Re: CHAT: I need help with the concept "New World Spanish"
|From:||Ángel Serrano <aingelja@...>|
|Date:||Monday, September 2, 2002, 13:45|
In Spain we have the "Real Academia Española" (Spanish Royal Academy), which is
the institution that "cleans, fixes and gives splendour" to the Spanish
language (http://www.rae.es). It exists since 1713 and is in charge of taking
care of the language, adding new words or removing obsolete ones.
In the other Spanish-speaking countries, there are other Academies, such us the
"Academia Mexicana de la Lengua" (Mexican Academy of the Language), the
"Academia Argentina de las Letras" (Argentinian Academy of Letters), and so on.
Even exists the North American Language Academy in the USA! These academies,
with the Spanish one, join to form the Association of Academies of the Spanish
Language, which publishes each several years the most prestigious Dictionary
for Spanish speakers: It contains not only words from the Spain Spanish, but
also many "Americanisms", this is, words and expressions from the
I must say that "both" Spanish are the same. They have the same grammar (with
little differences, like the previously cited Argentinian "vos"), though the
vocabulary is more varied. (In Spanish-speaking America, however, they are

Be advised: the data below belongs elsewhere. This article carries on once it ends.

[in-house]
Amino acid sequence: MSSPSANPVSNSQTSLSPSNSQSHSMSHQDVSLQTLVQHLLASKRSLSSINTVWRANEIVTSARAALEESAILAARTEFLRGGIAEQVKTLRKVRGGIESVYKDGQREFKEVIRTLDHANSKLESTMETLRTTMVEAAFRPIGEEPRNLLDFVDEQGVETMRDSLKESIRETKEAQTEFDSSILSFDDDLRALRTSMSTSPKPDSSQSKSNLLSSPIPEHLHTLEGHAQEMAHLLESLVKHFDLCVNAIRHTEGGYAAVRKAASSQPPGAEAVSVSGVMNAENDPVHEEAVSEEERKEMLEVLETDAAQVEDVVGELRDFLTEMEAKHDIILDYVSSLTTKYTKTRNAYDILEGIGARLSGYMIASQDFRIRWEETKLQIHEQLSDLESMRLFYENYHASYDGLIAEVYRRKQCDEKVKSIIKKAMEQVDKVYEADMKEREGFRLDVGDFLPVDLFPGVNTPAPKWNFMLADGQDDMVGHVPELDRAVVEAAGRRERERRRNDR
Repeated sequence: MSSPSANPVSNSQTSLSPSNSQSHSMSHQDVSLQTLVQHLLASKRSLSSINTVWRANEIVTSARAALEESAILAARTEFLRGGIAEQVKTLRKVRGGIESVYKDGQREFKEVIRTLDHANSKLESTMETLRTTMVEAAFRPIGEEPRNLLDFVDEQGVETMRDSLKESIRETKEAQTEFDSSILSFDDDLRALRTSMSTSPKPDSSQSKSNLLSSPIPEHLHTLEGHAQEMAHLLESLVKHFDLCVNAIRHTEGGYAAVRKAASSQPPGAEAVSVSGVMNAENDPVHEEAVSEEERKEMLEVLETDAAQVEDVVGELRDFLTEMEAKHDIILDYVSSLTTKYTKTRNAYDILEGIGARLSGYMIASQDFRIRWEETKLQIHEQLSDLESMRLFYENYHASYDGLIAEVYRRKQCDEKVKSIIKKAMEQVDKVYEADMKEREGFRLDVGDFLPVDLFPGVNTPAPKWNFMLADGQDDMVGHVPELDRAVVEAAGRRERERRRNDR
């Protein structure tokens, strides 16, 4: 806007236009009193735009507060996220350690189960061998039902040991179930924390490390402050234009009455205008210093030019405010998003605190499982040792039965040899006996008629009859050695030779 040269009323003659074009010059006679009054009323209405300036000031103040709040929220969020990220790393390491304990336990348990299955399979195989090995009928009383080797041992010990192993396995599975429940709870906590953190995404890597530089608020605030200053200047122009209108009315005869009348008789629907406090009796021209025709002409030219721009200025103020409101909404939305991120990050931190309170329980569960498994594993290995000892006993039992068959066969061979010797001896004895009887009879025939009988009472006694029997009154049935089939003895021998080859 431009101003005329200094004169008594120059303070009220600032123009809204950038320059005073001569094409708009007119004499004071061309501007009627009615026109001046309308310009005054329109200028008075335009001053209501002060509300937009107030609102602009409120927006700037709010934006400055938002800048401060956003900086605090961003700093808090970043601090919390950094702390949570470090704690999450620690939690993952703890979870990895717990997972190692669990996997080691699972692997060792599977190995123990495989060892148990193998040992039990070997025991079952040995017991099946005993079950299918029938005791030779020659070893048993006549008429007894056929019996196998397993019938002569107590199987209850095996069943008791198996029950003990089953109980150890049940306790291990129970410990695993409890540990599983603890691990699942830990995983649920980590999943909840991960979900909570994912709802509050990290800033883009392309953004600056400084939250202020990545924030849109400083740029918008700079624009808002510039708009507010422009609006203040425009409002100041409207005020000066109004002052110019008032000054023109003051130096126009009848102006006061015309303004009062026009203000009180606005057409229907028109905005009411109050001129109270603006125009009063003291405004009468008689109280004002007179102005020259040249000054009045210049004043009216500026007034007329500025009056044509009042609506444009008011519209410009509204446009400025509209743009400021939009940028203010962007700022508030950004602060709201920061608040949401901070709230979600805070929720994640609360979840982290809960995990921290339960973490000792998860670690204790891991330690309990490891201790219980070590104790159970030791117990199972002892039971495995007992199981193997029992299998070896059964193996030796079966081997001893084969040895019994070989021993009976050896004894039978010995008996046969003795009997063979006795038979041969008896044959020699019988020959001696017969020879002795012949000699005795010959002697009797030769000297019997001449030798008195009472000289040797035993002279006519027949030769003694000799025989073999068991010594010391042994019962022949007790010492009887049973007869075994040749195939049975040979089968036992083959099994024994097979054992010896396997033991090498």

proner to accept English words and expressions more easily than in Spain, and
that's why Spanglish has evolved in several parts of the USA and in Puerto
Rico. But this is another discussion...).
Many South American TV films or series are seen in Spain. The dialogue is usually
understood without problems, though there are several words which sound strange
and funny, and which are not understood. But it is not a problem. And about
pronunciation, there are several accents, in the same way that there are
differences between British English and American English. And most of the
peculiarities of the Spanish in the Spanish-speaking American are shared in
South Spain and in the Canary Islands!
A pagga doul'Aingeljã - La página del Angeliano - Angelian's Homepage
>On 1 Sep 02, at 22:20, Roberto Suarez Soto wrote:
> A pity. Anyway, I'd say that if they write something thatisn't
> good for peninsular spanish, it isn't good (written) spanish at all.But
> just IMHO :-) "Standard" spanish should be good for both worlds, not
> just for one of them. Exactly like english, I guess.
> (I don't know if I would have a different opinion if I werefrom
> south america; take all this with a grain of salt :-))
>My brother-in-law, who is from Peru, told me about a kind of "Académie
>Espagnole" in Spain which keeps the language pure and sets rules, and
>says that those rules are respected in South America as well. I'm not
>sure whether that means that peninsular Spanish in general is
>acceptable throughout the Spanish-speaking world. But at least it was a
>comment from a speaker of SA Spanish which didn't dismiss out-of-hand
>the validity of peninsular Spanish as a standard form.
A Pagga doul'Aingeljã - La página del Angeliano - Angelian's Homepage
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